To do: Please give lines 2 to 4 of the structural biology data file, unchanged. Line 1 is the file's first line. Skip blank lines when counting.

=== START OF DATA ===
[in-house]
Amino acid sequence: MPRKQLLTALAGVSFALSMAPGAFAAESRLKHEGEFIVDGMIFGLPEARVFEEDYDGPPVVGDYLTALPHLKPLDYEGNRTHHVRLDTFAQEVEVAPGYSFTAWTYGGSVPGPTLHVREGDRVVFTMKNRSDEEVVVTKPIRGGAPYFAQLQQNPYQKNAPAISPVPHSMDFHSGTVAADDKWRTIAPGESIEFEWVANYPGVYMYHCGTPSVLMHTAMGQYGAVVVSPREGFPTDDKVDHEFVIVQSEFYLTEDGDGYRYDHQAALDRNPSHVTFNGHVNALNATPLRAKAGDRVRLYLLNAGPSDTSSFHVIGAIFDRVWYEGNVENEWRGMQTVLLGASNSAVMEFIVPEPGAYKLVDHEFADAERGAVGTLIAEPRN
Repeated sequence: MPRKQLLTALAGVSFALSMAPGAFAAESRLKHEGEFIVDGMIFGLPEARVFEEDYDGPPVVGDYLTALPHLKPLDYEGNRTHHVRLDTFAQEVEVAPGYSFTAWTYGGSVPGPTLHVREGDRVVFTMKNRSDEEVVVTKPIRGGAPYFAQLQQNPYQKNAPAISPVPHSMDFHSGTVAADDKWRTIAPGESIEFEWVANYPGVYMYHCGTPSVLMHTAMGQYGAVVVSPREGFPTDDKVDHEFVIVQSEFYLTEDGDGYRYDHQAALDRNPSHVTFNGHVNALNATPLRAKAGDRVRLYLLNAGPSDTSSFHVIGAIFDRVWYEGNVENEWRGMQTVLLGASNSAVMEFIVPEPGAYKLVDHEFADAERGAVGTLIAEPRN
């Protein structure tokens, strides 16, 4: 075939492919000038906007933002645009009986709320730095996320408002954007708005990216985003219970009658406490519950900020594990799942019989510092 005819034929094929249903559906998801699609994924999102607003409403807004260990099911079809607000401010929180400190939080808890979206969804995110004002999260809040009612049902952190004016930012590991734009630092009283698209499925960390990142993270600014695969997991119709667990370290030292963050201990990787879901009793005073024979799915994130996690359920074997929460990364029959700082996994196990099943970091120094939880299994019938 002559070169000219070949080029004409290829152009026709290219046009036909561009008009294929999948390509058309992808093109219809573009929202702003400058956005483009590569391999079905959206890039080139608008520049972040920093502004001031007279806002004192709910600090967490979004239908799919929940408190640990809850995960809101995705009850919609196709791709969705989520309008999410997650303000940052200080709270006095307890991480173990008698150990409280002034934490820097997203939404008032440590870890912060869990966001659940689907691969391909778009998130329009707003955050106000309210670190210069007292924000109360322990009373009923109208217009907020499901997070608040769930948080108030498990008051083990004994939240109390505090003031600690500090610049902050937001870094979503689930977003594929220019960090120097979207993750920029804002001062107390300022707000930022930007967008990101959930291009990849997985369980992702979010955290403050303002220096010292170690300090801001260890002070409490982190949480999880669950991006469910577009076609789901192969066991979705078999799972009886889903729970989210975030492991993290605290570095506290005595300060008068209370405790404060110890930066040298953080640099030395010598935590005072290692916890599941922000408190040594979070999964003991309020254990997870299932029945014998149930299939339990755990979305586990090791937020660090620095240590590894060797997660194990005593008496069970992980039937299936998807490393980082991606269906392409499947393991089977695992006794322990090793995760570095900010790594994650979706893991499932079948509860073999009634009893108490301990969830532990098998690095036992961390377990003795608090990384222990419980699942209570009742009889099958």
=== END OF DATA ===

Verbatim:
Amino acid sequence: MPRKQLLTALAGVSFALSMAPGAFAAESRLKHEGEFIVDGMIFGLPEARVFEEDYDGPPVVGDYLTALPHLKPLDYEGNRTHHVRLDTFAQEVEVAPGYSFTAWTYGGSVPGPTLHVREGDRVVFTMKNRSDEEVVVTKPIRGGAPYFAQLQQNPYQKNAPAISPVPHSMDFHSGTVAADDKWRTIAPGESIEFEWVANYPGVYMYHCGTPSVLMHTAMGQYGAVVVSPREGFPTDDKVDHEFVIVQSEFYLTEDGDGYRYDHQAALDRNPSHVTFNGHVNALNATPLRAKAGDRVRLYLLNAGPSDTSSFHVIGAIFDRVWYEGNVENEWRGMQTVLLGASNSAVMEFIVPEPGAYKLVDHEFADAERGAVGTLIAEPRN
Repeated sequence: MPRKQLLTALAGVSFALSMAPGAFAAESRLKHEGEFIVDGMIFGLPEARVFEEDYDGPPVVGDYLTALPHLKPLDYEGNRTHHVRLDTFAQEVEVAPGYSFTAWTYGGSVPGPTLHVREGDRVVFTMKNRSDEEVVVTKPIRGGAPYFAQLQQNPYQKNAPAISPVPHSMDFHSGTVAADDKWRTIAPGESIEFEWVANYPGVYMYHCGTPSVLMHTAMGQYGAVVVSPREGFPTDDKVDHEFVIVQSEFYLTEDGDGYRYDHQAALDRNPSHVTFNGHVNALNATPLRAKAGDRVRLYLLNAGPSDTSSFHVIGAIFDRVWYEGNVENEWRGMQTVLLGASNSAVMEFIVPEPGAYKLVDHEFADAERGAVGTLIAEPRN
């Protein structure tokens, strides 16, 4: 075939492919000038906007933002645009009986709320730095996320408002954007708005990216985003219970009658406490519950900020594990799942019989510092 005819034929094929249903559906998801699609994924999102607003409403807004260990099911079809607000401010929180400190939080808890979206969804995110004002999260809040009612049902952190004016930012590991734009630092009283698209499925960390990142993270600014695969997991119709667990370290030292963050201990990787879901009793005073024979799915994130996690359920074997929460990364029959700082996994196990099943970091120094939880299994019938 002559070169000219070949080029004409290829152009026709290219046009036909561009008009294929999948390509058309992808093109219809573009929202702003400058956005483009590569391999079905959206890039080139608008520049972040920093502004001031007279806002004192709910600090967490979004239908799919929940408190640990809850995960809101995705009850919609196709791709969705989520309008999410997650303000940052200080709270006095307890991480173990008698150990409280002034934490820097997203939404008032440590870890912060869990966001659940689907691969391909778009998130329009707003955050106000309210670190210069007292924000109360322990009373009923109208217009907020499901997070608040769930948080108030498990008051083990004994939240109390505090003031600690500090610049902050937001870094979503689930977003594929220019960090120097979207993750920029804002001062107390300022707000930022930007967008990101959930291009990849997985369980992702979010955290403050303002220096010292170690300090801001260890002070409490982190949480999880669950991006469910577009076609789901192969066991979705078999799972009886889903729970989210975030492991993290605290570095506290005595300060008068209370405790404060110890930066040298953080640099030395010598935590005072290692916890599941922000408190040594979070999964003991309020254990997870299932029945014998149930299939339990755990979305586990090791937020660090620095240590590894060797997660194990005593008496069970992980039937299936998807490393980082991606269906392409499947393991089977695992006794322990090793995760570095900010790594994650979706893991499932079948509860073999009634009893108490301990969830532990098998690095036992961390377990003795608090990384222990419980699942209570009742009889099958």